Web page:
First and foremost, of course, our thanks are due to the women and men from whom the tales were collected—those for whom we have names as well as those for whom we do not. For initial encouragement to proceed toward publication, we are grateful to Dr. Sam Pickering. For...

Note on Transliteration

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pp. xvii-19

Key to References

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pp. xix-21

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pp. 1-48

The forty-five tales included in this volume were selected on the basis of their popularity and the excellence of their narration from approximately two hundred tales collected on cassette tapes between 1978 and 1980 in various parts of Palestine—the Galilee (since 1948 part of the state of...

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Notes on Presentation and Translation

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pp. 51-52

Following the scheme articulated in the Introduction, the tales are divided into groups, each of which is followed by an afterword. This commentary follows rather than precedes the selections in order not to interfere with the reader's individual response to the tales. Likewise, we hope...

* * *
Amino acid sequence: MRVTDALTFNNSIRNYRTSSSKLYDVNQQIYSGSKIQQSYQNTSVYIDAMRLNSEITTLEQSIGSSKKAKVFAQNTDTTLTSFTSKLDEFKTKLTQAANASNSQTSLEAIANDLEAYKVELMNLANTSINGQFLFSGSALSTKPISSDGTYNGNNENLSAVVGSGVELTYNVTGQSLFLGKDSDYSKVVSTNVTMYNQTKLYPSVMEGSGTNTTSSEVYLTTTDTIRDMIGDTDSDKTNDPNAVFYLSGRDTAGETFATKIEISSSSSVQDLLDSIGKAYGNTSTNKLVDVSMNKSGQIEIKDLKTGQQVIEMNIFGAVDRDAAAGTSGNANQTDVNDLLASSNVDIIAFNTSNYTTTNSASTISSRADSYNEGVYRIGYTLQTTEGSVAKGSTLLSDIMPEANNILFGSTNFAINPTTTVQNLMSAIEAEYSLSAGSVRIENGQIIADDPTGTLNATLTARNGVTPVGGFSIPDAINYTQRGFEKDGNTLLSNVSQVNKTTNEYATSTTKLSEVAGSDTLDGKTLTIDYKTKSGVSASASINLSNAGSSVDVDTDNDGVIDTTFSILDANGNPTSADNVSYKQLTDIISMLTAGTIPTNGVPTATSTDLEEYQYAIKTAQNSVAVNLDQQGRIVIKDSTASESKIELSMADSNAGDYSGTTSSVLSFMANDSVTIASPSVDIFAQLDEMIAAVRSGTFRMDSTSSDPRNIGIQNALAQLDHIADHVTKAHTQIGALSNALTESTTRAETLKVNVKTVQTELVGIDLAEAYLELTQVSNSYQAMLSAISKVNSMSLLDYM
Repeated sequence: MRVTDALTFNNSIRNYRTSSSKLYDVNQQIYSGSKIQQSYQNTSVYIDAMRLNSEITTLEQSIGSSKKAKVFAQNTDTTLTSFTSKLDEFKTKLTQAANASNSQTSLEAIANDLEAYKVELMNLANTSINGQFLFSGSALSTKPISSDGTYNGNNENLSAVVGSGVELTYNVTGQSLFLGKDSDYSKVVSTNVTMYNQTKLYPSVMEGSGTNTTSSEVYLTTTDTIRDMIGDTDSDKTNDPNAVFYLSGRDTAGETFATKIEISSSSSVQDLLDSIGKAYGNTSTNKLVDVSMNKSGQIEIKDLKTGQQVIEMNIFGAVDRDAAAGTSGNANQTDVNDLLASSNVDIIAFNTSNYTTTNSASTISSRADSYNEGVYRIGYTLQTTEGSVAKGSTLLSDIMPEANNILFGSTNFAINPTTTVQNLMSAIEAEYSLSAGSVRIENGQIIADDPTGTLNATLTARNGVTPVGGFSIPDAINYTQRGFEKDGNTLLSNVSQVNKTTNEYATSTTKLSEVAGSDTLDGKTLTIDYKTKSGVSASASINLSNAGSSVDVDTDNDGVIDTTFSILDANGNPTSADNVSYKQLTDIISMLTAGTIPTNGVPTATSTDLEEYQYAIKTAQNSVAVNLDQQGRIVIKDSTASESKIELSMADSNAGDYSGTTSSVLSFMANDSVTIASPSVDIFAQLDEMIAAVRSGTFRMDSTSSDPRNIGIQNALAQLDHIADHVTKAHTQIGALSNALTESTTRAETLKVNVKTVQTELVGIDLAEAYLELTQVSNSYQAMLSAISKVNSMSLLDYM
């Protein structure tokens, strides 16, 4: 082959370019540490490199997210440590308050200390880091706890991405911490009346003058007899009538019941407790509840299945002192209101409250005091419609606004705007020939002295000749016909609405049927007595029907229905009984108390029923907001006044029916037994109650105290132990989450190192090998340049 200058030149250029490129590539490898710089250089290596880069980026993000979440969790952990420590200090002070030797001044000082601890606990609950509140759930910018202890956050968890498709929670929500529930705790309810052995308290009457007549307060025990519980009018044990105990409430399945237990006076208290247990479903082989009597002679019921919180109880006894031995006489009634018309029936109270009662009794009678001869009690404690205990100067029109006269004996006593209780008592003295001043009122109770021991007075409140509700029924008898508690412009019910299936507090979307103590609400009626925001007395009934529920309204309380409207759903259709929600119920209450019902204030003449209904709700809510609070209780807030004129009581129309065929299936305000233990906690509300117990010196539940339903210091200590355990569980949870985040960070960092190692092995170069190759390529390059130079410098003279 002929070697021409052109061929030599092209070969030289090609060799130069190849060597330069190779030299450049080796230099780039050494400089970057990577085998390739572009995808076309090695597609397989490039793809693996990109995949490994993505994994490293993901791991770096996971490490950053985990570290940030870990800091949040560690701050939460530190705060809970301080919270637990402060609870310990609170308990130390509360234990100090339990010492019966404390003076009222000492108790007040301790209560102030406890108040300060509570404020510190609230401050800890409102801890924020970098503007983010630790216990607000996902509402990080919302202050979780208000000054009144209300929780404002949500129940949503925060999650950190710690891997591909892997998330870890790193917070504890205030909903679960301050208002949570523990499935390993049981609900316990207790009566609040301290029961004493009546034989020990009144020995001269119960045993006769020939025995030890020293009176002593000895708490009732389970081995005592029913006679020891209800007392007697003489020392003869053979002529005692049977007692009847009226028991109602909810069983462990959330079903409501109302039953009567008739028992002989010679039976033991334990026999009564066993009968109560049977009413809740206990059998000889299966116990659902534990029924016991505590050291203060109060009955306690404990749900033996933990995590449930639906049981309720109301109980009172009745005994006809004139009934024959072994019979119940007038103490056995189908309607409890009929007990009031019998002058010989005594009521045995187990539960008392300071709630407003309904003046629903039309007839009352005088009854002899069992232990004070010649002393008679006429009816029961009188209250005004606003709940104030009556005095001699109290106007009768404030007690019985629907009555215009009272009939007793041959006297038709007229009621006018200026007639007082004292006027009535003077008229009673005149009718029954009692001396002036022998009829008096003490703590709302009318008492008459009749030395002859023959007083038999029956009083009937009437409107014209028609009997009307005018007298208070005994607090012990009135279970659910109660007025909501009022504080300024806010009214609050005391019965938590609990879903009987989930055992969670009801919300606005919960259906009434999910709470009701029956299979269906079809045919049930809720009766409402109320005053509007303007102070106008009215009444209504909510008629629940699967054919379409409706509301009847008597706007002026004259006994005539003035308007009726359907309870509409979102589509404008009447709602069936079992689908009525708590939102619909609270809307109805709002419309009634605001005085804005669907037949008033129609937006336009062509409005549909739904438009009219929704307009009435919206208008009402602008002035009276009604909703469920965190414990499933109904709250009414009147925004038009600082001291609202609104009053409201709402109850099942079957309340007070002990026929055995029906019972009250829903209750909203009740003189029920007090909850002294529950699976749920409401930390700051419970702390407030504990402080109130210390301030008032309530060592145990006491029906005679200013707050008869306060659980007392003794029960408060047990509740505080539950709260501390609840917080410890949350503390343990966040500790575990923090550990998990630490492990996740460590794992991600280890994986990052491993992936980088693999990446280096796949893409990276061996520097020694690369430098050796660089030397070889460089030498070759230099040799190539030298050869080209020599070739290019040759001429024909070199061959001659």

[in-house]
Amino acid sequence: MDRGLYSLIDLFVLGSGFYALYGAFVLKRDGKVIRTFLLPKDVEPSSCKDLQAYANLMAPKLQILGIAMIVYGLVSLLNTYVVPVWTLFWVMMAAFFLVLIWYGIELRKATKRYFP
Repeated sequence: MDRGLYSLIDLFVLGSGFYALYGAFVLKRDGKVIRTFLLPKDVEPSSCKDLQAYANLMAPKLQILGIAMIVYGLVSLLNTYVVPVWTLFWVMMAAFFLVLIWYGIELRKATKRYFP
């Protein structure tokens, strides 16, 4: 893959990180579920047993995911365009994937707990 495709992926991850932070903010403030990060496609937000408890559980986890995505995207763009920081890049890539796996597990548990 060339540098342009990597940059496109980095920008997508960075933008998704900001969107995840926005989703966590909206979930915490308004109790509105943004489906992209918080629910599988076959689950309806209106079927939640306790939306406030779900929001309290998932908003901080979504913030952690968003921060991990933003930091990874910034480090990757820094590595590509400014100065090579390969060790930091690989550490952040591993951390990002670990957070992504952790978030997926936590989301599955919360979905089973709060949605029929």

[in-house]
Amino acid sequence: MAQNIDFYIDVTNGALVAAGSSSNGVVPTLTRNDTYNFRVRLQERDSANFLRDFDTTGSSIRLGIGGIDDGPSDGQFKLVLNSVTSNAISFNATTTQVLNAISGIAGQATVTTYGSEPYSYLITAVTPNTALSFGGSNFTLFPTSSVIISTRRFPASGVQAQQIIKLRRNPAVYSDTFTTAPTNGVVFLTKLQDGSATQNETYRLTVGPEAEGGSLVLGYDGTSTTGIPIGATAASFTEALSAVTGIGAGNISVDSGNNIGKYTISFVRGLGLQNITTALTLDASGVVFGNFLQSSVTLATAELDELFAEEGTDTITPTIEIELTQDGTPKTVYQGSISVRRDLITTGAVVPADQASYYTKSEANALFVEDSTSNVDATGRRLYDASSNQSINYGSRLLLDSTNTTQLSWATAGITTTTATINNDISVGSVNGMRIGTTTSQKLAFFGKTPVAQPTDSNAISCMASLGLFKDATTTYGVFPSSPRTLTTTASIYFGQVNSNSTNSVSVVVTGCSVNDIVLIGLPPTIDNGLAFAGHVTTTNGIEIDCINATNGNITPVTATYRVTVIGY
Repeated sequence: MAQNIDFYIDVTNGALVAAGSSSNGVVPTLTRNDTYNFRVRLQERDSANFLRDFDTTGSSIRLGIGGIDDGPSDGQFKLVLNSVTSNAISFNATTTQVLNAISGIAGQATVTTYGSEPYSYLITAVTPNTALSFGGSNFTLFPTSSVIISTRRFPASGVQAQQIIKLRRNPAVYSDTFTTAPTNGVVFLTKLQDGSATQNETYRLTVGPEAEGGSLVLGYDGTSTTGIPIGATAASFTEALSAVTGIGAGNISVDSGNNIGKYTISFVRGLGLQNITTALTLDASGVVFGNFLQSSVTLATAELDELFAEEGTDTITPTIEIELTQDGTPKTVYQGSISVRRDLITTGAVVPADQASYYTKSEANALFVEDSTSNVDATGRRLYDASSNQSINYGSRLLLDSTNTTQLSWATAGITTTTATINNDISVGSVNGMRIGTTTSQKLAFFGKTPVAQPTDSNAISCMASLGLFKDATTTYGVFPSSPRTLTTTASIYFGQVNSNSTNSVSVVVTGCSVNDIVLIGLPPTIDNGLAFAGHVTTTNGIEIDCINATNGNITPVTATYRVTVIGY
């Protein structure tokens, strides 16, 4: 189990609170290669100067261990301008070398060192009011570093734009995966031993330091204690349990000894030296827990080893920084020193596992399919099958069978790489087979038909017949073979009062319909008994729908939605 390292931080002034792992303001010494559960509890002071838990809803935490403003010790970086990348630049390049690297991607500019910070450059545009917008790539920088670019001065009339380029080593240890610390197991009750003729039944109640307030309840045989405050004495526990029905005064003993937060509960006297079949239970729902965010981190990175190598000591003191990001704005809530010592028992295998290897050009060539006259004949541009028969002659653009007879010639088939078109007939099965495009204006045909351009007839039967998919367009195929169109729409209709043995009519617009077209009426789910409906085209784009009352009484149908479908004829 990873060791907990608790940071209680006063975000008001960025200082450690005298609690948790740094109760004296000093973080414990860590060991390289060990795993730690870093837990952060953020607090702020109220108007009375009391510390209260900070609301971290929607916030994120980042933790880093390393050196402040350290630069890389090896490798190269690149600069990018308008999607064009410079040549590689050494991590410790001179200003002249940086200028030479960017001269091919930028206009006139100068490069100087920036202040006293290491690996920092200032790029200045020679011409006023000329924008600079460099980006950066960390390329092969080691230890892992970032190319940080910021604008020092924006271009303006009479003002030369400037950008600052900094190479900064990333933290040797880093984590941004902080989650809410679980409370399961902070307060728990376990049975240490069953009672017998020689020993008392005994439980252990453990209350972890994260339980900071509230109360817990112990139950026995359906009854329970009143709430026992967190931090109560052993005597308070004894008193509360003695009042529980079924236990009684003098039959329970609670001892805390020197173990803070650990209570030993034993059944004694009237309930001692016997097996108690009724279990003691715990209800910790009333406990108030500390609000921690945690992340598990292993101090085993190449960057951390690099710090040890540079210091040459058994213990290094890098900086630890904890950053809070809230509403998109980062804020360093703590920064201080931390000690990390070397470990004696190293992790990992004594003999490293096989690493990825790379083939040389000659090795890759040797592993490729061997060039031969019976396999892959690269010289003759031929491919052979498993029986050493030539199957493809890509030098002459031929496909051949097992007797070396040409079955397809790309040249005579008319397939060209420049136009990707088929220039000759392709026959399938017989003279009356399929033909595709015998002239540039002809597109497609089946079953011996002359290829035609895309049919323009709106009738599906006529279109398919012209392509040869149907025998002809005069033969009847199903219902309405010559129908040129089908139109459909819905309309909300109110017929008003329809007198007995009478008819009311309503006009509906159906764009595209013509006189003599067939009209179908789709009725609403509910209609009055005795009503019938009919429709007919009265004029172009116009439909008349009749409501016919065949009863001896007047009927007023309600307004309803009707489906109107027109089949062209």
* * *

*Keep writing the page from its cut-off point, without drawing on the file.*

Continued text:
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pp. 53-75

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Children and Parents

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pp. 55-83

There was once a woman who could not get pregnant and have children. Once upon a day she had an urge; she wanted babies. "O Lord!" she cried out, "Why of all women am I like this? Would that I could get pregnant and have a baby, and may Allah grant me a girl even if she is only a cooking...

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pp. 84-114

"I'm going to visit the sheikh,"3 he said to himself one day, "and maybe for the sake of Allah he'll give me some medicine to make these women conceive." He went to the sheikh and said, "I want you to give me a medicine that'll make my wives get pregnant."...

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Sexual Awakening and Courtship